Welcome to our newest installment in our Understanding Medicare series! Last time we learned about who started Medicare and why. This post we will be diving into the first half of Original Medicare – Medicare Part A. Let’s take a look at what Part A is, how it’s paid for, and how much it covers.
Medicare Part A is considered “compulsory hospitalization insurance”. It is compulsory in that all workers covered by Social Security finance its operation through a portion of their Federal Insurance Contribution Act, or FICA, taxes and automatically become eligible once they qualify for Social Security benefits. No matter if you want it or not, you will have Part A once you become eligible for Social Security.
So, what does Part A cover?
As mentioned previously, it is Hospitalization Insurance, therefore it covers all inpatient hospitalization, posthospital skilled nursing facility care, and a very minimal amount of Home Care. For the first 60 days of hospitalization during any one benefit period, Medicare pays for all covered services, except for an initial deductible – which is $1365.00 for 2019. Covered services include semiprivate rooms, nursing services, and other inpatient hospital services.
If you find yourself in the hospital past that 60 days mark, Medicare will pay a reduced amount of the covered services. For days 61-90 of hospitalization, the patient is responsible for a DAILY co-payment equal to 1/4th of in the initial deductible period – which is $341 per day in 2019.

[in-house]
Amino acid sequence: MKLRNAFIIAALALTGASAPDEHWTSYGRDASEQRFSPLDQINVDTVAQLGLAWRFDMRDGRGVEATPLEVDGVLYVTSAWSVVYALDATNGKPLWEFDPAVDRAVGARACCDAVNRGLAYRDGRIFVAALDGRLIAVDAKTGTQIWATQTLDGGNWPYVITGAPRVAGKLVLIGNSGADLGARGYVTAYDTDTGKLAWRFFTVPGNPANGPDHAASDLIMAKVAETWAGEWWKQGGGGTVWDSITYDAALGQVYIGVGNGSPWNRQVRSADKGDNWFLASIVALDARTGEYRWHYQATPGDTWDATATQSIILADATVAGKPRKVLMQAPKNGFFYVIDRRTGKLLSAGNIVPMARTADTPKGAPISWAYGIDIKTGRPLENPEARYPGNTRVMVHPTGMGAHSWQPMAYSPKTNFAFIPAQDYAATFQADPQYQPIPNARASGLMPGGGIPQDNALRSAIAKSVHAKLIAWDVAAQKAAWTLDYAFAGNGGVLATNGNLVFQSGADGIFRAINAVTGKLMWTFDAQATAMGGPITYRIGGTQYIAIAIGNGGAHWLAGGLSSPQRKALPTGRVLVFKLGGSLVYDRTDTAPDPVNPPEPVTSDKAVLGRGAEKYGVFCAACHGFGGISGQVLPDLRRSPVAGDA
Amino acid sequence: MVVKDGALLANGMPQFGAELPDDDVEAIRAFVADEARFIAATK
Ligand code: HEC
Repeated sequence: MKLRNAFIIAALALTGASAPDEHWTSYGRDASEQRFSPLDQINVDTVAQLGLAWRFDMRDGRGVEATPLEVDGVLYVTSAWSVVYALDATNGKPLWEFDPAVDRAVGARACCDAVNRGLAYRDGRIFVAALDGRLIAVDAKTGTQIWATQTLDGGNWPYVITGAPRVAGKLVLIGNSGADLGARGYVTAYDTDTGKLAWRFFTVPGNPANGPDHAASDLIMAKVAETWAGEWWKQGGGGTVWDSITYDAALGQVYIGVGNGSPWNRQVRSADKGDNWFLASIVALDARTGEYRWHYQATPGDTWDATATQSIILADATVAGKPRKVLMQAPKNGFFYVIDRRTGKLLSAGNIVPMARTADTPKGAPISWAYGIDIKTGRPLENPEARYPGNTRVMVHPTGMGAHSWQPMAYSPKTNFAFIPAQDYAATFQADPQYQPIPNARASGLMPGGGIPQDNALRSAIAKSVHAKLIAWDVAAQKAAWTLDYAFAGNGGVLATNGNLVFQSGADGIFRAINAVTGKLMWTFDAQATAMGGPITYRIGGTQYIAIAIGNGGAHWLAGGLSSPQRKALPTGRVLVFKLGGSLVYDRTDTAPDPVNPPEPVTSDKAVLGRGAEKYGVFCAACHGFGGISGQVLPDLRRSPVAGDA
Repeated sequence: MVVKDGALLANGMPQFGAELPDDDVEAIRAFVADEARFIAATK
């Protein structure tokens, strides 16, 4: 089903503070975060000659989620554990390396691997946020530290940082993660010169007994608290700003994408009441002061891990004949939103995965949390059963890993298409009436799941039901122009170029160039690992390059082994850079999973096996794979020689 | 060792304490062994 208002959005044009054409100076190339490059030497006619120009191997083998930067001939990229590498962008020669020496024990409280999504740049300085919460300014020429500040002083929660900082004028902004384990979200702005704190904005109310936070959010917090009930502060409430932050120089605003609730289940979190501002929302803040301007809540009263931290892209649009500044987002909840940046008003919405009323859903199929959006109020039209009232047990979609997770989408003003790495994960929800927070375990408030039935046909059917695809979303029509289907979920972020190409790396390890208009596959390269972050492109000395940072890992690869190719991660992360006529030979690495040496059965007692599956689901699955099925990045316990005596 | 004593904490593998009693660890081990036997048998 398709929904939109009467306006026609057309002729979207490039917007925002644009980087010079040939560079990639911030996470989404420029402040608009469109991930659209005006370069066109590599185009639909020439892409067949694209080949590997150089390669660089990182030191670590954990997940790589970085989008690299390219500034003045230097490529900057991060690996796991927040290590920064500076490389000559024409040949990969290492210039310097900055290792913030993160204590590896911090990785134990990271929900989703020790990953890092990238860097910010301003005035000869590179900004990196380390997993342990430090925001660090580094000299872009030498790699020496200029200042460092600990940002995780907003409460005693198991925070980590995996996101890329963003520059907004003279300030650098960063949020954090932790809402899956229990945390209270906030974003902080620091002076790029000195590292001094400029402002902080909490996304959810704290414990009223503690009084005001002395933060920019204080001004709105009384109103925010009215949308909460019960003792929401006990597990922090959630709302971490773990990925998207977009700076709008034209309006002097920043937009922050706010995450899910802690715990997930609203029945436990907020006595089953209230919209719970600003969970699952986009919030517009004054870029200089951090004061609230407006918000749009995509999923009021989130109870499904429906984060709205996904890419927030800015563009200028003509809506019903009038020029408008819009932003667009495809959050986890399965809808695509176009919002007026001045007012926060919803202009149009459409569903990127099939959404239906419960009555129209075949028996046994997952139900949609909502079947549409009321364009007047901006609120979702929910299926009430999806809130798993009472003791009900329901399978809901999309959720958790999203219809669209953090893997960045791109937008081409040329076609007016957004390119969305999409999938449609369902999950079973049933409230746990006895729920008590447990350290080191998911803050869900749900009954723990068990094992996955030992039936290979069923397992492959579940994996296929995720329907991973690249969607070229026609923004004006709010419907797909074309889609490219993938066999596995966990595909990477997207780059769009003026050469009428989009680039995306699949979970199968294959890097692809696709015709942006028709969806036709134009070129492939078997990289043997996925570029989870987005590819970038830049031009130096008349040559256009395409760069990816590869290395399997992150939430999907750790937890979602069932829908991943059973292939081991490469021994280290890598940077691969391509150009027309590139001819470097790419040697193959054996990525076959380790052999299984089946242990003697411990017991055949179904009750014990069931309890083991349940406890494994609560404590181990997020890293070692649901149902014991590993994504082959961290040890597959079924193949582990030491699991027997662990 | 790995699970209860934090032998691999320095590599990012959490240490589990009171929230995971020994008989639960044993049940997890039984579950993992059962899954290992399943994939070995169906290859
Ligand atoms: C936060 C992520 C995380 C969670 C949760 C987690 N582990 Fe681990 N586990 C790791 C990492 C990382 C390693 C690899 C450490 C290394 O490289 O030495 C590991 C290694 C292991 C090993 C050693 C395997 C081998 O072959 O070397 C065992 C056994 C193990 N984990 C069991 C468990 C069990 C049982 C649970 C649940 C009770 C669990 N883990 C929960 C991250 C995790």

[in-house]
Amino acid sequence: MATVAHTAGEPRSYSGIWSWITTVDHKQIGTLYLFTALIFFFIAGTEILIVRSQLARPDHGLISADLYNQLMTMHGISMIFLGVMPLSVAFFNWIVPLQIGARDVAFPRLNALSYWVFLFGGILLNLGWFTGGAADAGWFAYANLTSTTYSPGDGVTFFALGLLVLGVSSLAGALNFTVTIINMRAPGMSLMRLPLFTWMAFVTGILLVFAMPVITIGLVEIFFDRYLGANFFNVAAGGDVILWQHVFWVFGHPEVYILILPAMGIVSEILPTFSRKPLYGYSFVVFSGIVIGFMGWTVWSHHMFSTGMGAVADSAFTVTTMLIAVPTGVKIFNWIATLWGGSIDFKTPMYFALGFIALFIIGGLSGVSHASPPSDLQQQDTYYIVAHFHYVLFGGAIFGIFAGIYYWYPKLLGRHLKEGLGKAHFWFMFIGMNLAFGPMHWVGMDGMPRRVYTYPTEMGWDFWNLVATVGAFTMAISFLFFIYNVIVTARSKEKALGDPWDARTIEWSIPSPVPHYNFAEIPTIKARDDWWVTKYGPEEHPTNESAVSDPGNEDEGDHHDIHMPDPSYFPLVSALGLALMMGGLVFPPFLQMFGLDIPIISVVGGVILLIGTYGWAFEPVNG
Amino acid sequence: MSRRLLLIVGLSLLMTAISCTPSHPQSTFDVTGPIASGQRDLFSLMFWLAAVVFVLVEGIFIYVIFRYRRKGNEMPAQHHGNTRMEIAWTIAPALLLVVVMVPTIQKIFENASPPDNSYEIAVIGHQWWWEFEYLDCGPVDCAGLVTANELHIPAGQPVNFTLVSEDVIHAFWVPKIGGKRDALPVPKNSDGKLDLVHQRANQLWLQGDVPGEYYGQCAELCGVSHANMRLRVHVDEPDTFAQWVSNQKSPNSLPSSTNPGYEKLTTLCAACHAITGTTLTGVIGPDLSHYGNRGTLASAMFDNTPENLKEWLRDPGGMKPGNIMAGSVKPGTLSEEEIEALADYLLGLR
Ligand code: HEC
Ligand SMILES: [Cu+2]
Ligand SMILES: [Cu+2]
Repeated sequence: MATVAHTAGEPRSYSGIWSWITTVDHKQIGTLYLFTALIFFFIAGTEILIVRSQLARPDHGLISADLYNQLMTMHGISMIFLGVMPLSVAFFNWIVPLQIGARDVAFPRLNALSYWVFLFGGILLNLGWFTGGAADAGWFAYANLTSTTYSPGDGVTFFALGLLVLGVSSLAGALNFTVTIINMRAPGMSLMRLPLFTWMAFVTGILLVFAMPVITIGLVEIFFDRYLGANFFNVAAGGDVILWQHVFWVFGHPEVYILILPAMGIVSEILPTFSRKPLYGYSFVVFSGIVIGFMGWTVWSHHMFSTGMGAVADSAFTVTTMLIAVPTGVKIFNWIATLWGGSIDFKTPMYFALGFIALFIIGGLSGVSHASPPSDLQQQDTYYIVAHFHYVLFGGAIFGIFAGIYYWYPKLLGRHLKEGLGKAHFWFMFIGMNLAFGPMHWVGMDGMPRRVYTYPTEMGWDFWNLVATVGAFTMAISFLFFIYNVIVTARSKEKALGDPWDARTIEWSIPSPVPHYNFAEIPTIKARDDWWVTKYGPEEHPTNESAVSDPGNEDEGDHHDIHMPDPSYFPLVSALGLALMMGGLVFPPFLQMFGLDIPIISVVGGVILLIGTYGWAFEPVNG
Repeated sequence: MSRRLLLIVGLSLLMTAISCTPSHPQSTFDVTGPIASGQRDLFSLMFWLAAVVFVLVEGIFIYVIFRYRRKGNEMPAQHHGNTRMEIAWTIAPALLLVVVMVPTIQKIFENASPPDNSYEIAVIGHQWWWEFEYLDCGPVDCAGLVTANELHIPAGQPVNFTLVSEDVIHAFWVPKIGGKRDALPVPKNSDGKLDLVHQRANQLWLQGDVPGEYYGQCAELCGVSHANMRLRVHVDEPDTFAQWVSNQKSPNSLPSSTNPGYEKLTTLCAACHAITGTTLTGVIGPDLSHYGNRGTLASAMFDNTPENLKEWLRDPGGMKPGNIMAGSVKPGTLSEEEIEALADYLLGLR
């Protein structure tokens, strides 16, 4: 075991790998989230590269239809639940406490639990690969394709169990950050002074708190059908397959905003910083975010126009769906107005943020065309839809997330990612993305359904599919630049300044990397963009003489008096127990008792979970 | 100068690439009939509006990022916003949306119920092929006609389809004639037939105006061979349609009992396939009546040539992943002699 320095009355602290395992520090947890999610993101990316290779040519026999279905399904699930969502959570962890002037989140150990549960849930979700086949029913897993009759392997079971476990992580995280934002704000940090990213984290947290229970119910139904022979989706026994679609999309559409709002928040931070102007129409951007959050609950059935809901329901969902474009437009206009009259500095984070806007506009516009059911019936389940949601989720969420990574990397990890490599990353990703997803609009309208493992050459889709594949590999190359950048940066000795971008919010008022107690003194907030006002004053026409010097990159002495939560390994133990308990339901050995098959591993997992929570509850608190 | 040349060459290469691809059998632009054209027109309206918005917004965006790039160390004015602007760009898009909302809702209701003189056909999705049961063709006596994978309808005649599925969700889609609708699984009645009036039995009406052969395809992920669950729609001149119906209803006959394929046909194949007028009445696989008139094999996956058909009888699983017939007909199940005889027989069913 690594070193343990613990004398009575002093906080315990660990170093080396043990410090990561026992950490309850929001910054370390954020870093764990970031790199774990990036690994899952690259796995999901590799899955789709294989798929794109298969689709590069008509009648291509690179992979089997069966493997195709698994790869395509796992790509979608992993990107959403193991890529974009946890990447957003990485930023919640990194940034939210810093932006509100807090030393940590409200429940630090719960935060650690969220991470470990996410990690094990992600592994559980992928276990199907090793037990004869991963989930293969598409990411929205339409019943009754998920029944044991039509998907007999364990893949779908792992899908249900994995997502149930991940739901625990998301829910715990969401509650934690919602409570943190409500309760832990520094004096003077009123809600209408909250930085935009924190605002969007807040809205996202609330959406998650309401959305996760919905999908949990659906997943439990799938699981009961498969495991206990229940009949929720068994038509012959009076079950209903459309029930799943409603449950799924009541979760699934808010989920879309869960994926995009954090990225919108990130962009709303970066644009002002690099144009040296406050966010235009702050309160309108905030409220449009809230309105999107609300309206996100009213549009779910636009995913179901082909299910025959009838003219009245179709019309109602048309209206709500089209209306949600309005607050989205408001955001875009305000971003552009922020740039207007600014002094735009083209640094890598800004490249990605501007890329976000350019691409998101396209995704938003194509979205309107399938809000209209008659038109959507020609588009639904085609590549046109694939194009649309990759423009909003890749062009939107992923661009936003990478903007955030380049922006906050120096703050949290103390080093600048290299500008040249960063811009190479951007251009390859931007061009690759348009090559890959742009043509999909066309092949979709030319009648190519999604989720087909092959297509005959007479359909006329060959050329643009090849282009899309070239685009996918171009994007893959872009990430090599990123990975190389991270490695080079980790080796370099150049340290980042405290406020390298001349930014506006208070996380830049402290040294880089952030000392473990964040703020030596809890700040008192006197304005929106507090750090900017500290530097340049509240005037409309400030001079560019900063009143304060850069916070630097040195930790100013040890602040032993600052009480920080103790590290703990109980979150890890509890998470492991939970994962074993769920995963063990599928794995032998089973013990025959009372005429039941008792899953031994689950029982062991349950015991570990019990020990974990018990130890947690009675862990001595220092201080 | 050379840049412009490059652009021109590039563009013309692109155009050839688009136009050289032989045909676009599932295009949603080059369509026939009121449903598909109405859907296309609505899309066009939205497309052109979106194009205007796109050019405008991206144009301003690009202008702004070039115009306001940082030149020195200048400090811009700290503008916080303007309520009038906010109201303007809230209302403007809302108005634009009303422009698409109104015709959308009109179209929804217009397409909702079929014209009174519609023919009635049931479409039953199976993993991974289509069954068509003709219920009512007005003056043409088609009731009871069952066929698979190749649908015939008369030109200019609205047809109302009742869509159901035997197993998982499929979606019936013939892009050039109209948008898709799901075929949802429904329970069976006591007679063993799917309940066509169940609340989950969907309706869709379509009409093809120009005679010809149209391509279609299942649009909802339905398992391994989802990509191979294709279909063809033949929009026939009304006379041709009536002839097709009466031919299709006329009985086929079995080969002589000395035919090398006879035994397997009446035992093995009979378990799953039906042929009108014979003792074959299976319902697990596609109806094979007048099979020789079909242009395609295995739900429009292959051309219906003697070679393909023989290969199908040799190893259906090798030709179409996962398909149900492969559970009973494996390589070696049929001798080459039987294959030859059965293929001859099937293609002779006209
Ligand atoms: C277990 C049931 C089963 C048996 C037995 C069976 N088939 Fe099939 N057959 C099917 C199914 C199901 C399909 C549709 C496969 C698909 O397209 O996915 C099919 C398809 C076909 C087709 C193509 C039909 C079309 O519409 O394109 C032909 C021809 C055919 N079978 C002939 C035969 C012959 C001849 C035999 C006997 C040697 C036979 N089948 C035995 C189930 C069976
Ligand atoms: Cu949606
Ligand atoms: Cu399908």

While most people do not stay in the hospital longer than 90 days, it can happen. Medicare patients also have a lifetime reserve of 60 days of hospital coverage. If you’re hospitalized past 90 days, you can tap into this lifetime reserve. The lifetime reserve is a ONE TIME BENEFIT, meaning it does not renew with each benefit period. If the lifetime reserve days are utilized, the patient is responsible for a higher daily co-payment equaling ½ of the initial deductible, or $682 per day in 2019. If a patient is hospitalized past 150 days, exhausting all lifetime reserve days, the patient is then responsible for the full amount of all hospital charges past that 150-day mark.
That’s a lot of numbers and fractions. Let’s start with what a benefit period actually means. The 90 day hospitalization coverage under Part A is renewable every BENEFIT period and not every calendar year. A benefit period starts when a patient enters the hospital and ends when the patient has been out of the hospital for 60 days. If a patient reenters the hospital before the end of a benefit period, the deductible is not reapplied and the 90 day coverage is not renewed. However, if the patient reenters the hospital after a benefit period ends, a new deductible is required and the 90 day coverage period is renewed.
For example, if Janice entered the hospital on 02/01/19 and was discharged on 02/15/19, but re-entered the hospital on 03/01/19, a new deductible would not be applied and the 90 days coverage would pick up where she left off on 02/15/19 – meaning since she only used 14 days when she initially was admitted, she would pick up on day 15 when she was re-admitted.
Alternatively, if Robert entered the hospital on 02/01/19 and was discharged on 02/15/19, and did not re-enter the hospital until 06/01/19, his 90 day coverage would renew, requiring him to pay a new deductible, but restarting the clock essentially on the daily co-payment amounts. He would start fresh with Day 1 when he re-entered the hospital on 06/01/19.
Are you still with me?
Home Healthcare under Part A